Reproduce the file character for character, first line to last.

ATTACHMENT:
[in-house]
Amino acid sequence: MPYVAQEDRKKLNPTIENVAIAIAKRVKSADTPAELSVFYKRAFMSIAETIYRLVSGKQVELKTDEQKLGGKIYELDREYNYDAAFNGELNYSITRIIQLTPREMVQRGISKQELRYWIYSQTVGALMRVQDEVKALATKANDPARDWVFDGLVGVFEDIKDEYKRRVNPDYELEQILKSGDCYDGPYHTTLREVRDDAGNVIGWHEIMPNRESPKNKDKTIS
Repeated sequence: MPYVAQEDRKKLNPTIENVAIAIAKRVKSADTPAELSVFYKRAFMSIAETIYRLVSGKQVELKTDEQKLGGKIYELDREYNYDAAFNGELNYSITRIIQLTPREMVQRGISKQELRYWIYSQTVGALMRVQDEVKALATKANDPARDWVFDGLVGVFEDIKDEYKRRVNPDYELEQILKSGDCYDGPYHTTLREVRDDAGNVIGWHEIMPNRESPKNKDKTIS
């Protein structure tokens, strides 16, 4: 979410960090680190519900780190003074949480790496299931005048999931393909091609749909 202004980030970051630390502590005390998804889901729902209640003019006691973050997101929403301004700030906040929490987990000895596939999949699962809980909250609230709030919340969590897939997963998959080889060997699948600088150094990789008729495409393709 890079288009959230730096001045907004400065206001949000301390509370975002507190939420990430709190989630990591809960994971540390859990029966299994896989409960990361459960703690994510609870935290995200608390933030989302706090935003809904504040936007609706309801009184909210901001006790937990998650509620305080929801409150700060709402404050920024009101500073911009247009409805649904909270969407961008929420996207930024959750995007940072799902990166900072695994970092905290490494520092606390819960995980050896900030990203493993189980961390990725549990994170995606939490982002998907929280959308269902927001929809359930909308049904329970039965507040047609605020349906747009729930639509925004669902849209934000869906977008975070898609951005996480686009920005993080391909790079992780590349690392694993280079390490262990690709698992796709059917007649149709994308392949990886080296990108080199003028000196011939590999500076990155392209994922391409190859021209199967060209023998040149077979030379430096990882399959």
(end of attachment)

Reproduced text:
[in-house]
Amino acid sequence: MPYVAQEDRKKLNPTIENVAIAIAKRVKSADTPAELSVFYKRAFMSIAETIYRLVSGKQVELKTDEQKLGGKIYELDREYNYDAAFNGELNYSITRIIQLTPREMVQRGISKQELRYWIYSQTVGALMRVQDEVKALATKANDPARDWVFDGLVGVFEDIKDEYKRRVNPDYELEQILKSGDCYDGPYHTTLREVRDDAGNVIGWHEIMPNRESPKNKDKTIS
Repeated sequence: MPYVAQEDRKKLNPTIENVAIAIAKRVKSADTPAELSVFYKRAFMSIAETIYRLVSGKQVELKTDEQKLGGKIYELDREYNYDAAFNGELNYSITRIIQLTPREMVQRGISKQELRYWIYSQTVGALMRVQDEVKALATKANDPARDWVFDGLVGVFEDIKDEYKRRVNPDYELEQILKSGDCYDGPYHTTLREVRDDAGNVIGWHEIMPNRESPKNKDKTIS
């Protein structure tokens, strides 16, 4: 979410960090680190519900780190003074949480790496299931005048999931393909091609749909 202004980030970051630390502590005390998804889901729902209640003019006691973050997101929403301004700030906040929490987990000895596939999949699962809980909250609230709030919340969590897939997963998959080889060997699948600088150094990789008729495409393709 890079288009959230730096001045907004400065206001949000301390509370975002507190939420990430709190989630990591809960994971540390859990029966299994896989409960990361459960703690994510609870935290995200608390933030989302706090935003809904504040936007609706309801009184909210901001006790937990998650509620305080929801409150700060709402404050920024009101500073911009247009409805649904909270969407961008929420996207930024959750995007940072799902990166900072695994970092905290490494520092606390819960995980050896900030990203493993189980961390990725549990994170995606939490982002998907929280959308269902927001929809359930909308049904329970039965507040047609605020349906747009729930639509925004669902849209934000869906977008975070898609951005996480686009920005993080391909790079992780590349690392694993280079390490262990690709698992796709059917007649149709994308392949990886080296990108080199003028000196011939590999500076990155392209994922391409190859021209199967060209023998040149077979030379430096990882399959």